As they reported in the Proceedings of the National Academy of Sciences, Ya-Ping Zhang of the Kunming Institute of Zoology and colleagues have found evidence that mitochondrial genes in bats, which are responsible for their metabolic use of energy, have been under heavy selection pressure since early in their evolutionary history. Such a conclusion makes considerable sense on its face because bats’ way of life is highly energy intensive.
Nevertheless, the finding also helps to sketch in some of the mysteries of the evolution of bats. Bats are hard to look at in fossil record because they don’t fossilize well; they suddenly appeared in Eocene strata from about 50 million years ago looking fairly much as they do now, which left cryptic some of the steps up to that point.
Over the past decade, several discoveries have helped to firm up the view that the ancestors of bats spent their lives leaping and hopping through vegetation before they could fly; that the evolution of their wings seemed associated with key changes in certain genes for digits; that their ability to echolocate seems to have emerged after their capacity for flight; that the larger bats called Megachiroptera are indeed descendants of the smaller Microchiroptera and not the convergently evolved cousins of primates. The place of the metabolic changes in that scheme, though, were largely speculative. The demands on bats’ mitochondria could have emerged only once they started flying, but instead it seems that their ancestors made a living as an extra hyperkinetic group of insectivores leaping through the trees and shrubs.
All that energy expenditure comes at some cost to the bats, however. Most obviously, they need to eat colossal numbers of insects to satisfy their energy needs. During the cold winter months when insects become more sparse, bat species that don’t migrate to warmer climes must overwinter in caves, suspended in a state of torpor with their metabolisms at a crawl.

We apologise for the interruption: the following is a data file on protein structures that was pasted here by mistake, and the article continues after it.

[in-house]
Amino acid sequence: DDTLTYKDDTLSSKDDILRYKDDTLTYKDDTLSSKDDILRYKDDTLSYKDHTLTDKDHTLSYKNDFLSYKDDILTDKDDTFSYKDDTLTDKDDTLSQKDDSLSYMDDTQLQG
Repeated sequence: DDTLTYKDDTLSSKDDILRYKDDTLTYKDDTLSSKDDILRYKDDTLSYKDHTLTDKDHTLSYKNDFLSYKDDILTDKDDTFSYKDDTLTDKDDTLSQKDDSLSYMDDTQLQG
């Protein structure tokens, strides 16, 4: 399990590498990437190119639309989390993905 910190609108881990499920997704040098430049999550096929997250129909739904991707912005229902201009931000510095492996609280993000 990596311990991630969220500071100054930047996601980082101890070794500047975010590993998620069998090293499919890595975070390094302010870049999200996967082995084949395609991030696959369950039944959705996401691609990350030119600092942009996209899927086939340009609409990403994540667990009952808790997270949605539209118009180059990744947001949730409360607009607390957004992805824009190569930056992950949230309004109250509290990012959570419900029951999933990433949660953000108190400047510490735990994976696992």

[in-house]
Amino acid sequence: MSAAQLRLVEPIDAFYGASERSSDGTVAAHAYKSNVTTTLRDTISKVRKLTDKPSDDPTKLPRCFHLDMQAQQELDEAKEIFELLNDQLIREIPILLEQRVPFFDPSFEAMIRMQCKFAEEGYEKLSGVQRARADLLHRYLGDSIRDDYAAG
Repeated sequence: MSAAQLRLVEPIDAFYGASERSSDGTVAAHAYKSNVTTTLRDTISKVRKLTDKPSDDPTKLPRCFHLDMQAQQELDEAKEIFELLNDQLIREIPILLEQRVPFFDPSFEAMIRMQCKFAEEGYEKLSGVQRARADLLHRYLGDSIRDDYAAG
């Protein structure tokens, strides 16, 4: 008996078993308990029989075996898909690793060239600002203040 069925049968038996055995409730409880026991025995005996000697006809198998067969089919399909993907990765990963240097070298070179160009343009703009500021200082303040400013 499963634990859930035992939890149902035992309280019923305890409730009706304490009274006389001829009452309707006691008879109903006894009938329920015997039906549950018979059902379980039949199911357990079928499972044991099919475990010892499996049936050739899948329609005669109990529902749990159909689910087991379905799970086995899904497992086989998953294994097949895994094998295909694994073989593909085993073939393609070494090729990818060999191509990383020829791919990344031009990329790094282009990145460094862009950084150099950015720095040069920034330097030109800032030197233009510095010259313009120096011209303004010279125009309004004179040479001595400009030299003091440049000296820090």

Unexpectedly, those energy demands may also figure into the catastrophic epidemic of white nose syndrome that has been killing bats in North America in recent years. The bodies of the dead bats studied by researchers have commonly been marked by heavy accumulations of this fungal infection, which in severe cases can damage the overwintering animals' skin and wings, leaving them unfit. Yet the observed level of infection and the timing of the bats' deaths suggest that this obvious explanation isn't adequate: in many cases, the fungus should have been only about enough to pose an itchy nuisance, maybe akin to aggressive athlete’s foot in humans.
That benign comparison may break down when applied to bats in torpor, however. Bats going into hibernation carry stockpiles of fat to sustain them, but those stockpiles are often just sufficient to get them through the winter season. Moreover, the bats do not consume those fat reserves at a consistently slow pace: every two or three weeks throughout their hibernation, the bats wake out of torpor, excrete, groom themselves, settle into genuine sleep for a while, then slow down their metabolisms again. These periods of activity seem to be essential to hibernating mammals, perhaps because they help to reinvigorate their immune systems. Eighty percent or more of the energy that the bats consume during their hibernation is spent during these brief intervals.
One theory therefore being investigated by researchers such as Craig Willis at the University of Winnipeg is that the fungus makes the animals rouse from torpor more often to groom themselves, and in the process makes them burn through their crucial fat reserves too quickly. Long before winter is over and insects are plentiful again, the bats starve.
North American bat species may be more vulnerable to white nose fungus than their European counterparts are because they roost in far larger colonies and so may transmit the fungus more widely throughout their population. It’s entirely possible, however, that the smaller European colonies are in fact an evolutionary consequence of white nose fungus (or some equivalent affliction) selecting against larger gatherings in the distant past.
This is only my own speculation, but if a highly amped metabolism has long been an adaptive feature of bats and their immediate ancestors, then perhaps for as long as these creatures have been using torpor to survive the cold months, something like white nose fungus has been cropping back colony sizes periodically. Unfortunately, given the difficulty of finding good bat fossils, verifying such a hypothesis may never really be feasible. But who’s to say what other deductions might yet be possible from the DNA record?
(For the information about white nose syndrome and its possible mechanisms, I'm indebted to science writer Erik Ortlip, now of Environmental Health News, who wrote about this subject while he was my student in the Science, Health and Environmental Reporting Program at the Arthur L. Carter Journalism Institute of New York University. Thanks, Erik!)